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Today’s top stories
The incoming Biden administration will reverse President Trump's last-minute order to lift COVID-19 related travel restrictions, Jen Psaki, the incoming White House press secretary, tweeted.
Why it matters: President Trump ordered entry bans lifted for travelers from the U.K., Ireland, Brazil and much of Europe to go into effect Jan. 26, but the Biden administration will "strengthen public health measures around international travel in order to further mitigate the spread of COVID-19," Jen Psaki said. Biden will be inaugurated on Wednesday, Jan. 20 and Trump will no longer be president by the time the order is set to go into effect.
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Dominion Voting Systems on Monday sent a cease and desist letter to My Pillow CEO Mike Lindell over his spread of misinformation related to the 2020 election.
Why it matters: Trump and several of his allies have pushed false conspiracy theories about the company, leading Dominion to take legal action. It's suing pro-Trump lawyer Sidney Powell for defamation and $1.3 billion in damages, and a Dominion employee has sued Trump himself, OANN and Newsmax.
Beginning on election night 2020 and continuing through his final days in office, Donald Trump unraveled and dragged America with him, to the point that his followers sacked the U.S. Capitol with two weeks left in his term. This Axios series takes you inside the collapse of a president.
Episode 5: Trump vs. Gina — The president becomes increasingly rash and devises a plan to tamper with the nation's intelligence command.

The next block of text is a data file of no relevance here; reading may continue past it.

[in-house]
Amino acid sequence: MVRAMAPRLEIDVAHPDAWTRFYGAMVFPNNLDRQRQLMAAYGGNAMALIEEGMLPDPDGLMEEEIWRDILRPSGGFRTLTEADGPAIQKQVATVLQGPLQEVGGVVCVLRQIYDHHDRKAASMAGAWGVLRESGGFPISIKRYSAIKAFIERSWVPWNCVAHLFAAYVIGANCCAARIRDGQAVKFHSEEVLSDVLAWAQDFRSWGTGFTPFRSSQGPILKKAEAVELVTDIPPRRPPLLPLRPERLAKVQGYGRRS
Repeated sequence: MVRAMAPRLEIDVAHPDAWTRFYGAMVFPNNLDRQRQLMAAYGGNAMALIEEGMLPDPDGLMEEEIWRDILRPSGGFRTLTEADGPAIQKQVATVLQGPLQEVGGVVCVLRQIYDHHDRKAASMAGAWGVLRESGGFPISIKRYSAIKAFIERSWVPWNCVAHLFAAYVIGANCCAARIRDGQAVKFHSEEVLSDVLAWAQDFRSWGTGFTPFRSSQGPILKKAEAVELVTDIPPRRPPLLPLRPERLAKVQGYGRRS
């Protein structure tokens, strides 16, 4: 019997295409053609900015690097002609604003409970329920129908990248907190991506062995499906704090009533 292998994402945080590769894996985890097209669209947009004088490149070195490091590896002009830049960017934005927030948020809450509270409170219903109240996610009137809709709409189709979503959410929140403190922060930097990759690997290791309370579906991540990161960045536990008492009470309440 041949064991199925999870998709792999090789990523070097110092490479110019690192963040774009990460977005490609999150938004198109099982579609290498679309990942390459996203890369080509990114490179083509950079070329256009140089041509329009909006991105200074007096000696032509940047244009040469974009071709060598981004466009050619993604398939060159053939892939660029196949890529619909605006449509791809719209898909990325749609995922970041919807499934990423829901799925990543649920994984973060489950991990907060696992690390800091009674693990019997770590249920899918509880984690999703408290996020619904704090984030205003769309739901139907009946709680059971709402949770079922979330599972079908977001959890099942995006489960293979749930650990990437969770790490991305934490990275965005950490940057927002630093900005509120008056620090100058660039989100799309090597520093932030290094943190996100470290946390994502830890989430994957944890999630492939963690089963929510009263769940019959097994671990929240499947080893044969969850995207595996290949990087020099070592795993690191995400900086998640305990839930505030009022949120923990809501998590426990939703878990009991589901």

In his final weeks in office, after losing the election to Joe Biden, President Donald Trump embarked on a vengeful exit strategy that included a hasty and ill-thought-out plan to jam up CIA Director Gina Haspel by firing her top deputy and replacing him with a protege of Republican Congressman Devin Nunes.
- Health: CDC director defends agency's response to pandemic — CDC warns highly transmissible coronavirus variant could become dominant in U.S. in March.
- Politics: Empire State Building among hundreds to light up in Biden inauguration coronavirus tribute.
- Vaccine: Fauci: 100 million doses in 100 days is "absolutely" doable.
- Economy: Unemployment filings explode again.
- Tech: Kids' screen time sees a big increase.
The first hearings for President-elect Joe Biden's Cabinet nominations begin on Tuesday, with testimony from his picks to lead the departments of State, Homeland and Defense.
Why it matters: It's been a slow start for a process that usually takes place days or weeks earlier for incoming presidents. The first slate of nominees will appear on Tuesday before a Republican-controlled Senate, but that will change once the new Democratic senators-elect from Georgia are sworn in.
Vice President-elect Kamala Harris submitted her resignation from her seat in the U.S. Senate on Monday, two days before she will be sworn into her new role.
What's next: California Gov. Gavin Newsom has selected California Secretary of State Alex Padilla to serve out the rest of Harris' term, which ends in 2022.
Russian opposition leader Alexey Navalny has been ordered to remain in pre-trial detention for 30 days, following his arrest upon returning to Russia on Sunday for the first time since a failed assassination attempt last year.
Why it matters: The detention of Navalny, an anti-corruption activist and the most prominent domestic critic of Russian President Vladimir Putin, has already set off a chorus of condemnations from leaders in Europe and the U.S.